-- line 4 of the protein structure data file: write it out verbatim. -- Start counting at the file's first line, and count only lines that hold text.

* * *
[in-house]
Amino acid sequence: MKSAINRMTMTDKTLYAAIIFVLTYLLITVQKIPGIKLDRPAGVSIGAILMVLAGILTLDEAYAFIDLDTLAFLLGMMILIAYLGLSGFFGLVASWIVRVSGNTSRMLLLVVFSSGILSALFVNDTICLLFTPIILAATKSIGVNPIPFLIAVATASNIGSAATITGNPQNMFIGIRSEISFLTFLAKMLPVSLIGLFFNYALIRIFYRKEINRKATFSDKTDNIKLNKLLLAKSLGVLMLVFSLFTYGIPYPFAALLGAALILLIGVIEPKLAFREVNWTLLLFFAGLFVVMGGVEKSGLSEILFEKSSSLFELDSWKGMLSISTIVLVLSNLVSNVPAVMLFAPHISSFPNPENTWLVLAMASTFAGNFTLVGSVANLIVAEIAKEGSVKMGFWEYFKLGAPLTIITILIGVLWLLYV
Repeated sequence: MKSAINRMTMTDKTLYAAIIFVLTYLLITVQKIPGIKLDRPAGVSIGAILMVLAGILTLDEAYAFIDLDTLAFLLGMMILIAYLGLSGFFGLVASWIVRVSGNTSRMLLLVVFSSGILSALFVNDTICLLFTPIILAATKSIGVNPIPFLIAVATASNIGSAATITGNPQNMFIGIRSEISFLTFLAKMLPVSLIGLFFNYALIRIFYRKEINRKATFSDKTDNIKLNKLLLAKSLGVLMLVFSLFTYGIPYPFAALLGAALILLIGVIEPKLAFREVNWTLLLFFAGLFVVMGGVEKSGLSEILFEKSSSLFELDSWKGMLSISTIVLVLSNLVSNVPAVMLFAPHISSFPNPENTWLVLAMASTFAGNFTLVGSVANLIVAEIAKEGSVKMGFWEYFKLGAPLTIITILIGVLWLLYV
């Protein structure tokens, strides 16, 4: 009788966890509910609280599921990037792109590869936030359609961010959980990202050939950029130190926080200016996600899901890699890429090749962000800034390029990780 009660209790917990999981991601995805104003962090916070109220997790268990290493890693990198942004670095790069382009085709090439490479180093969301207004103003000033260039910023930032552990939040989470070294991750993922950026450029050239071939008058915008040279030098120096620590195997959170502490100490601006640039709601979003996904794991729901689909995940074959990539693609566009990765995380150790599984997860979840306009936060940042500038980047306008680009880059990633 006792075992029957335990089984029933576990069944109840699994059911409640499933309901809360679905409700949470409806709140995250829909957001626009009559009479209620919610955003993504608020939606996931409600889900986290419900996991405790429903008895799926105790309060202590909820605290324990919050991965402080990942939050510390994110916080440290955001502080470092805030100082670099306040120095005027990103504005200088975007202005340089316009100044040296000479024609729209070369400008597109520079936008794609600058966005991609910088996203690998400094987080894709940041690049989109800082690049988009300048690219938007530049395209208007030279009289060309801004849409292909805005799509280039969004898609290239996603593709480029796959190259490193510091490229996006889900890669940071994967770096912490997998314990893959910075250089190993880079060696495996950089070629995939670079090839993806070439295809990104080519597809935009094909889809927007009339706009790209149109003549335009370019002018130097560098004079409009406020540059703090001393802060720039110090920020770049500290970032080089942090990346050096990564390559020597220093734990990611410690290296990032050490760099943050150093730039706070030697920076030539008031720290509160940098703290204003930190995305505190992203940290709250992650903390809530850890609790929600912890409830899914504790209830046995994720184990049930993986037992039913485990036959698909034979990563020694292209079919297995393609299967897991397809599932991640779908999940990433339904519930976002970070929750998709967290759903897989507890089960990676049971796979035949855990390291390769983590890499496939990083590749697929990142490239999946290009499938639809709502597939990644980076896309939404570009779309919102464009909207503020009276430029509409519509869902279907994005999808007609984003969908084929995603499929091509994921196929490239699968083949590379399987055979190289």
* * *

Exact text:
């Protein structure tokens, strides 16, 4: 009788966890509910609280599921990037792109590869936030359609961010959980990202050939950029130190926080200016996600899901890699890429090749962000800034390029990780 009660209790917990999981991601995805104003962090916070109220997790268990290493890693990198942004670095790069382009085709090439490479180093969301207004103003000033260039910023930032552990939040989470070294991750993922950026450029050239071939008058915008040279030098120096620590195997959170502490100490601006640039709601979003996904794991729901689909995940074959990539693609566009990765995380150790599984997860979840306009936060940042500038980047306008680009880059990633 006792075992029957335990089984029933576990069944109840699994059911409640499933309901809360679905409700949470409806709140995250829909957001626009009559009479209620919610955003993504608020939606996931409600889900986290419900996991405790429903008895799926105790309060202590909820605290324990919050991965402080990942939050510390994110916080440290955001502080470092805030100082670099306040120095005027990103504005200088975007202005340089316009100044040296000479024609729209070369400008597109520079936008794609600058966005991609910088996203690998400094987080894709940041690049989109800082690049988009300048690219938007530049395209208007030279009289060309801004849409292909805005799509280039969004898609290239996603593709480029796959190259490193510091490229996006889900890669940071994967770096912490997998314990893959910075250089190993880079060696495996950089070629995939670079090839993806070439295809990104080519597809935009094909889809927007009339706009790209149109003549335009370019002018130097560098004079409009406020540059703090001393802060720039110090920020770049500290970032080089942090990346050096990564390559020597220093734990990611410690290296990032050490760099943050150093730039706070030697920076030539008031720290509160940098703290204003930190995305505190992203940290709250992650903390809530850890609790929600912890409830899914504790209830046995994720184990049930993986037992039913485990036959698909034979990563020694292209079919297995393609299967897991397809599932991640779908999940990433339904519930976002970070929750998709967290759903897989507890089960990676049971796979035949855990390291390769983590890499496939990083590749697929990142490239999946290009499938639809709502597939990644980076896309939404570009779309919102464009909207503020009276430029509409519509869902279907994005999808007609984003969908084929995603499929091509994921196929490239699968083949590379399987055979190289």